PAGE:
Metoo has played a significant role in addressing these issues. Tweets shared on social media under the hashtag #AnaKaman demanded justice against sexual harassment. Earlier this month, research by the The Arab Center for the Development of Social Media found that ⅓ of Arab women experience sexual harassment online.
‘Not your Habibti’ which translates to ‘Not your darling’ is a campaign launched by 21 year old Yasmeen Mjalli in response to her own experience: https://baby-fist.com/
The wave of violence against women and the LGBT community demonstrates the confluence of regressive factors in Iraq and the Middle East as a whole. The UN/U.S. sanctions regime changed gender relations dramatically. The collapse of the state after the U.S. invasion in 2003, has also disproportionately harmed women through impoverishment of the welfare system and slashing of state jobs. Additionally, the repressive Saddam Hussein regime used the sanctions as pretext to target social liberties and empower religious institutions, causing further erosion of achievements made by the feminist movement. The U.S. invasion, conducted under the pretext of liberating women despite the country’s strong tradition of feminism, increased the level of gender-based violence. This violence has included sectarian militias as well as those of the U.S. and other invading forces themselves.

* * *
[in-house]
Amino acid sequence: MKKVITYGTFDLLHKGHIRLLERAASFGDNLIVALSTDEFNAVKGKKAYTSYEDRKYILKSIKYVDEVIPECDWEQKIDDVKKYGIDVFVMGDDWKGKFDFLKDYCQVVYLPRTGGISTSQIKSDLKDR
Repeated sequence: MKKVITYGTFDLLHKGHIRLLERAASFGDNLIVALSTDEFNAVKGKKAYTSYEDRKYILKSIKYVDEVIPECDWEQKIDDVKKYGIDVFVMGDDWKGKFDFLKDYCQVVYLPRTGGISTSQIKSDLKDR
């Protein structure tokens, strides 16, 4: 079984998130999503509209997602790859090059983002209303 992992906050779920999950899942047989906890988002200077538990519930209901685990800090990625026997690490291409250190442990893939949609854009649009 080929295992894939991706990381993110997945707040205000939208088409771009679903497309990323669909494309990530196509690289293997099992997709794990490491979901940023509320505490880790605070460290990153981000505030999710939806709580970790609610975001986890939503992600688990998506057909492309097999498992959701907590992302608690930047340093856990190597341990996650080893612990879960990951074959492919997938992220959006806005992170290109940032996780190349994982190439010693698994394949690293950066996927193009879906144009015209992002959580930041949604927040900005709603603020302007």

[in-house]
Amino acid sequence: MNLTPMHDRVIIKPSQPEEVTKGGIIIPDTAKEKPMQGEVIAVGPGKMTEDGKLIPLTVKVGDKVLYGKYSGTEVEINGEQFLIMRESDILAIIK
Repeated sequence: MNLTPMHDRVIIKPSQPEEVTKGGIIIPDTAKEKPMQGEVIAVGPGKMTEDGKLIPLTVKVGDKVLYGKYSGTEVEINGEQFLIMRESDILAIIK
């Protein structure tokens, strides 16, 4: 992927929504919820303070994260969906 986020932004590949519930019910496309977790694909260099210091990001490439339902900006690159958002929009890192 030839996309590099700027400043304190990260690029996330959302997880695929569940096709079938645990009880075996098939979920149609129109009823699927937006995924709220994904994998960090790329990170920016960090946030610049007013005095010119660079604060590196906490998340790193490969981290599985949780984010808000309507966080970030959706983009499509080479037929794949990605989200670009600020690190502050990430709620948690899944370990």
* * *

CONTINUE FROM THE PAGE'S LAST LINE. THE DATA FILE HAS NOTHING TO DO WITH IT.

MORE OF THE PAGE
Since the invasion, the U.S.-installed sectarian regime ruling the country has worked to undermine the progressive Personal Status Law set forth by leading feminists and communists in 1959. As laid out in IraQueer’s latest report, “Fighting for the Right to Live; The State of LGBT+ Human Rights in Iraq” (2018), killings and a systematic campaign of extermination have been perpetrated by government-aligned militias with the help of the state’s Islamist regulations and lack of enforcement of any existing protections.
Tara Fares, Rasha al-Hassan, Hamoudi Al Mutairi were some of the latest to be killed in a wave of misogynistic and homophobic attacks aimed at silencing diverse voices aiming to liberate their future from the dichotomy of extremisms. Such voices of resistance include artist Marina Jaber, whose “I am society” campaign set to reclaim women’s role in the public space. Another is the Organization of Women’s Freedom in Iraq, which after rejecting the US invasion has continued to mobilize in its aftermath, organizing protests against domestic violence in Baghdad, calling for the International Criminal Court to prosecute the Islamic State for its crimes against women and LGBTIQ individuals, and establishing shelters for women escaping domestic violence and later for those escaping society and the sexual violence of the Islamic State. The struggle for women’s emancipation in Iraq is a fundamental one, extending that for independence and liberation.
Tunisian women’s rights activists have generally been ahead of their peers in the Maghreb and the Middle East before and since the Arab Spring. In this vein, Tunisia’s progressive Personal Status Law and advancement of and interest in women’s issues brought against the feminist movement are notable, for example in setting in place protection mechanisms against domestic violence.